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EV charging infrastructure 'unattractive' and 'unsuitable' says RAC Foundation

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The government’s previous efforts to expand the number of publicly available electric vehicle chargers has resulted in a network that is “unattractive to use and is unsuitable for encouraging the next wave of EV [electric vehicle] customers”.

That is the view of the author of a new report from the RAC Foundation, which concluded that failures to address the practicalities of EV ownership could limit mass-market appeal and hamper the government’s plan to ban the sale of conventional petrol and diesel cars by 2040.

The report claims that while most EV drivers (80%) have access to home charging, even more (93%) use the public charge point network (CPN). It adds that this CPN has been rolled out with government support in “quantity rather than quality”, with 13% of those at the UK's 4,476 public EV recharging sites out of action throughout June 2017.

In addition, the lack of standardisation of connectors and charging protocols has resulted in “a bewildering array of types of charge point, connectors and tariffs which is poorly presented to the public”.

This combination of low quality and disparate charging point locations is, the report claims, likely to lead to delays when refuelling as Steve Gooding, director of the RAC Foundation, explained.

“The danger is that the future of the electric car suffers the equivalent of bed blocking in the NHS, with queues of frustrated drivers stymied by the lack of adequate, widespread, reliable refuelling opportunities.

“We may be on the cusp of a motoring revolution, but step-changes in vehicle technology must be matched by equally big strides in our recharging infrastructure. A robust public charging network is critical for enticing people to go electric make the leap to ‘pure’ electric,” he said.

The RAC Foundation is therefore calling on the government to use its upcoming Automated and Electric Vehicle Bill to offer improved understanding of the types of charging required by both battery electric vehicles and plug-in hybrid electric vehicles and match this to customer demand.

The report asks that the bill ensures for each rapid charge point installed at a motorway service area, three slow ones are also installed for use by plug-in hybrids, which cannot recharge at a rate faster than 3.6kw. It also suggests grants be offered for providers of charge points at motorway services areas who also put in energy storage units to ease the pressure on the existing power supply.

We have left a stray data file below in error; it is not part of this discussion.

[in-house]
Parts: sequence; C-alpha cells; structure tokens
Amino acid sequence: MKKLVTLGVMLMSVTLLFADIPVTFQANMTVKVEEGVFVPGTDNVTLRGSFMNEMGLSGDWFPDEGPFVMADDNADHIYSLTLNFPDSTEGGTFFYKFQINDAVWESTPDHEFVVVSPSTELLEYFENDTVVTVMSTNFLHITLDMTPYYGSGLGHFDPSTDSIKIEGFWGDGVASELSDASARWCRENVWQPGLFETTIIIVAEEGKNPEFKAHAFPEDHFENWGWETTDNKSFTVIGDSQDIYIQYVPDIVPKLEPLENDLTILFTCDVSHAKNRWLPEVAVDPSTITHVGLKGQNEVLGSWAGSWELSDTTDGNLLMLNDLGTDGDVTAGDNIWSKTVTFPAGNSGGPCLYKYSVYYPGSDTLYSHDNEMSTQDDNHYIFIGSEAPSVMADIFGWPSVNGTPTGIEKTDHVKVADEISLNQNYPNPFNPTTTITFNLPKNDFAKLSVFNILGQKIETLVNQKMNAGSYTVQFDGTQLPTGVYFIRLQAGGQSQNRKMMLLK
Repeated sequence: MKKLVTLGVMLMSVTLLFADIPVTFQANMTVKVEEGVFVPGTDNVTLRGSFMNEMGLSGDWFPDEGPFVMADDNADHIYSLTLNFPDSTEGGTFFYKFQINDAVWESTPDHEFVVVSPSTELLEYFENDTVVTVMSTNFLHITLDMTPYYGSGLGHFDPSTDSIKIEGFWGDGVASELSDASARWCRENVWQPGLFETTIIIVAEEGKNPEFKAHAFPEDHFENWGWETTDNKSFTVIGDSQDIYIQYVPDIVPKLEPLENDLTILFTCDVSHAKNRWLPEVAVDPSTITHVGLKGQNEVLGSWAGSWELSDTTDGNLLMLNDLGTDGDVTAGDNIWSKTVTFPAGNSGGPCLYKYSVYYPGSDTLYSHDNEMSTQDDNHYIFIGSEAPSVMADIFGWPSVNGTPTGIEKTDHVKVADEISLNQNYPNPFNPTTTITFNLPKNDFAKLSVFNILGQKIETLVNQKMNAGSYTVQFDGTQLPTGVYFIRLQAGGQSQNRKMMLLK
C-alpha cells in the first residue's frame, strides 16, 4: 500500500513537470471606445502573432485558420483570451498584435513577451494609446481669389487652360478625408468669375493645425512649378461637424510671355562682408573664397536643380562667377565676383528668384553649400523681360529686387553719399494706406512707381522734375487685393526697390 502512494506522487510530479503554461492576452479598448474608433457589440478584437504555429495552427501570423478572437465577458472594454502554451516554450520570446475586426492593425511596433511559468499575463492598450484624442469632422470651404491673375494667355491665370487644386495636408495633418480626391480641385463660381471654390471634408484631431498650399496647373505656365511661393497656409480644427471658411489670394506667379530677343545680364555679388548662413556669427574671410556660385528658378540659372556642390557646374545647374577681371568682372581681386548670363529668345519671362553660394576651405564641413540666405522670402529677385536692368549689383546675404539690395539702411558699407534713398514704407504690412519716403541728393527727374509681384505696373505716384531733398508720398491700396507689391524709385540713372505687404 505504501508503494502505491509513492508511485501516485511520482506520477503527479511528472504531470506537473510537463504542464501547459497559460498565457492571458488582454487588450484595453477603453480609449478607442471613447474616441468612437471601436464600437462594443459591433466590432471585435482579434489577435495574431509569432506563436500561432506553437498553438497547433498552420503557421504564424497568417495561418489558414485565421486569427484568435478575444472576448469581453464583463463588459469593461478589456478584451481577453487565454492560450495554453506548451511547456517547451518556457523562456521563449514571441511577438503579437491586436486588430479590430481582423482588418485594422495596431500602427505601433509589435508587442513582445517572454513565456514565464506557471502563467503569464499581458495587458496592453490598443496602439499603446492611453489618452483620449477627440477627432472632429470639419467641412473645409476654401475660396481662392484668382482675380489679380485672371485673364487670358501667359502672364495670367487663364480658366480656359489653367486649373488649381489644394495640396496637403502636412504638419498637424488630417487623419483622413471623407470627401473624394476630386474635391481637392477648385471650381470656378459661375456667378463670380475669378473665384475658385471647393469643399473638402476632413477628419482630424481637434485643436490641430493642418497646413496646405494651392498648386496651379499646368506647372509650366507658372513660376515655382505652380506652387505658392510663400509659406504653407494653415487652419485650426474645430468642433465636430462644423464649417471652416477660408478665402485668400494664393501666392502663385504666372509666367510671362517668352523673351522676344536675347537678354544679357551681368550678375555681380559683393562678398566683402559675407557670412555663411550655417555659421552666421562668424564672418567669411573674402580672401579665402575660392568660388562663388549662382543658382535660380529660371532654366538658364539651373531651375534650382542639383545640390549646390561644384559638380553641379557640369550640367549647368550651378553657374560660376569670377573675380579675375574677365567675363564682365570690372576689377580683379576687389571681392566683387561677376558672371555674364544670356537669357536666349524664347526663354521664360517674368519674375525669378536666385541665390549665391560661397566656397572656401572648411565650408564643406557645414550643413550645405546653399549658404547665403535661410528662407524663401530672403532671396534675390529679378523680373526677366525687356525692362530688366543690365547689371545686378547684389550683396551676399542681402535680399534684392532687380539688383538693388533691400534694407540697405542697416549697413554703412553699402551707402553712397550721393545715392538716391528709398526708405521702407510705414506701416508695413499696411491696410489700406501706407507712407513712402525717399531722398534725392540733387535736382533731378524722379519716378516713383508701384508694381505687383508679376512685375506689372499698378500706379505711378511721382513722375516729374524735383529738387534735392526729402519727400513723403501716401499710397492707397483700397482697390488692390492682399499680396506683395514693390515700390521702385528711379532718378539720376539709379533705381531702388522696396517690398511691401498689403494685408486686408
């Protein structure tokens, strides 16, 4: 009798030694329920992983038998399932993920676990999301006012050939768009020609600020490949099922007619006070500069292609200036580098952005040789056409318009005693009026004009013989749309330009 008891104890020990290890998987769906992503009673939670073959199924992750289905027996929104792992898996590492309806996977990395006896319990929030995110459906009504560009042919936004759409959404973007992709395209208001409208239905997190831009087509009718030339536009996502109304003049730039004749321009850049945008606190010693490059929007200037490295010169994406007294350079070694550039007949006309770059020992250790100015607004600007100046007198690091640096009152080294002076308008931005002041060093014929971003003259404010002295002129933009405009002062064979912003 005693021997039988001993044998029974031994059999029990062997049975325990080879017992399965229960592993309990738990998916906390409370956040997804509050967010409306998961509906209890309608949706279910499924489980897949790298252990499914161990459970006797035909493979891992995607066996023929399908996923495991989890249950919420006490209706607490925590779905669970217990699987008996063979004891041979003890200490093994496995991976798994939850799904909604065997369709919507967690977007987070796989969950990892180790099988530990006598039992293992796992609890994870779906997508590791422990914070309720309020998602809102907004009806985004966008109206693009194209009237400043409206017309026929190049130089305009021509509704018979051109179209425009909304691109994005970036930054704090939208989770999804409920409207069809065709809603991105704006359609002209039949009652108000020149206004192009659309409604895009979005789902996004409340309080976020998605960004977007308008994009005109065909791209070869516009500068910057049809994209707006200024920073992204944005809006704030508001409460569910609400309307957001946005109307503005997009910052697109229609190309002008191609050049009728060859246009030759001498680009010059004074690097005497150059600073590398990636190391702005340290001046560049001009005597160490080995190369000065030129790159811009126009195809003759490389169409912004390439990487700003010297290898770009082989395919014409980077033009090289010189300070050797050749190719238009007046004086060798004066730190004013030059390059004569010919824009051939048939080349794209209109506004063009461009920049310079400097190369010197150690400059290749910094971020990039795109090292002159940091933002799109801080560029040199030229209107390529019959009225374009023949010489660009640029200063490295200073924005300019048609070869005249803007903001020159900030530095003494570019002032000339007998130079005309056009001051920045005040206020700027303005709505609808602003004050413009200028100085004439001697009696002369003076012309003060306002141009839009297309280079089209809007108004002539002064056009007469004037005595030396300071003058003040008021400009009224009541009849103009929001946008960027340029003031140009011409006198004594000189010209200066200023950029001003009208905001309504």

Other proposals include requiring charge point operators to cooperate on shared methods of payment and introducing time limits within which operators must fix faulty recharging equipment and fines for non-compliance.

Gooding added: “Almost every day companies are announcing their latest foray into the electric car market but the charging network threatens to be the weak link.

“Manufacturers can do much to make EVs attractive to a mass audience, but responsibility for getting the charging infrastructure ready lies largely in the public sphere.”

Taking a ‘forward view’

The RAC Foundation’s report follows a similar publication from the Renewable Energy Association (REA), which launched it Forward View report last week (28 September). It outlines the rapid pace of technological change expected up to the government’s ban on diesel and petrol car sales by 2040.

While it anticipates that much of the transition to a low carbon vehicle future will be led by consumer behaviour, the REA echo RAC’s views that government action to boost the number of publically accessible charge points will be needed.

It is therefore calling for government intervention in the form of consistent minimum quantity and specification for EV charging at all new supermarkets, car parks, and other retail outlets over a certain size, with planning to add further capacity later

It also suggests regulation to require the installation of three-phase electricity supply in all new homes and integrated charging into all residential developments; encouragement of the use of onsite renewables and energy storage at major charge stations to reduce grid stress; and the speedy enactment of the Smart Systems and Flexibility Plan launched by the Department for Business, Energy, and Industrial Strategy in July.

This included plans for standardised charge points to ensure they can be used for demand side response and vehicle-to-grid charging; additional funding for the design and manufacture of batteries for electric vehicles; and increasing consumer awareness of smart tariffs and market offerings

If such changes are implemented the REA believes that Electric and Plug-in Hybrid Electric Vehicles could make up 50 per cent on new vehicle sales in the UK by 2025.

Matthew Trevaskis, head of electric vehicles at the REA, said: “It’s essential that government is factoring in this historic shift [to EVs] into new building regulations, infrastructure investment, and energy policy so that the transition is as smooth as possible and Britain benefits from its current leadership position.

“The 2040 ban was a useful first step, and what’s needed now is a clear national and regional charging strategy.”

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